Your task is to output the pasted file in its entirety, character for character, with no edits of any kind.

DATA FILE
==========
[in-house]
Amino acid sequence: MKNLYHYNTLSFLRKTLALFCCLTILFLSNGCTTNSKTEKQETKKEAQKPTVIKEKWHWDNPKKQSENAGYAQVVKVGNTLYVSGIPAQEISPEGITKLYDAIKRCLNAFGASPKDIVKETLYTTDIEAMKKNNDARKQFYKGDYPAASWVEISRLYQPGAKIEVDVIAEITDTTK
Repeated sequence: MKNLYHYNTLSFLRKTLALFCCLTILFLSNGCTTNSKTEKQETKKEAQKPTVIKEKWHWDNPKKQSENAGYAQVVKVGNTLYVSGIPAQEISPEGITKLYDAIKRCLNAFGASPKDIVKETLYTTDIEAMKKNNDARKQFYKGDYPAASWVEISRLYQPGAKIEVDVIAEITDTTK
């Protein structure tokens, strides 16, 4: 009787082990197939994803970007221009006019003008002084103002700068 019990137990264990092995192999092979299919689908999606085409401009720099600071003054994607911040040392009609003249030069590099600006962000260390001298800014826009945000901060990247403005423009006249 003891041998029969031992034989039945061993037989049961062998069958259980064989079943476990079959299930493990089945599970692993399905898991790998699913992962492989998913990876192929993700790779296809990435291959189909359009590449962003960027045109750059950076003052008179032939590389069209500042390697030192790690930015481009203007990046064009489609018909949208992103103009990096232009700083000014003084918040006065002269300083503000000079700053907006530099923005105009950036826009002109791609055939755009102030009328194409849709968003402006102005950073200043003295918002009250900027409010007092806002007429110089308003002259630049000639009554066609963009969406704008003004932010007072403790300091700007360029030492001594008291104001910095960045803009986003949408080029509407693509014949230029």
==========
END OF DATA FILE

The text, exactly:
[in-house]
Amino acid sequence: MKNLYHYNTLSFLRKTLALFCCLTILFLSNGCTTNSKTEKQETKKEAQKPTVIKEKWHWDNPKKQSENAGYAQVVKVGNTLYVSGIPAQEISPEGITKLYDAIKRCLNAFGASPKDIVKETLYTTDIEAMKKNNDARKQFYKGDYPAASWVEISRLYQPGAKIEVDVIAEITDTTK
Repeated sequence: MKNLYHYNTLSFLRKTLALFCCLTILFLSNGCTTNSKTEKQETKKEAQKPTVIKEKWHWDNPKKQSENAGYAQVVKVGNTLYVSGIPAQEISPEGITKLYDAIKRCLNAFGASPKDIVKETLYTTDIEAMKKNNDARKQFYKGDYPAASWVEISRLYQPGAKIEVDVIAEITDTTK
């Protein structure tokens, strides 16, 4: 009787082990197939994803970007221009006019003008002084103002700068 019990137990264990092995192999092979299919689908999606085409401009720099600071003054994607911040040392009609003249030069590099600006962000260390001298800014826009945000901060990247403005423009006249 003891041998029969031992034989039945061993037989049961062998069958259980064989079943476990079959299930493990089945599970692993399905898991790998699913992962492989998913990876192929993700790779296809990435291959189909359009590449962003960027045109750059950076003052008179032939590389069209500042390697030192790690930015481009203007990046064009489609018909949208992103103009990096232009700083000014003084918040006065002269300083503000000079700053907006530099923005105009950036826009002109791609055939755009102030009328194409849709968003402006102005950073200043003295918002009250900027409010007092806002007429110089308003002259630049000639009554066609963009969406704008003004932010007072403790300091700007360029030492001594008291104001910095960045803009986003949408080029509407693509014949230029």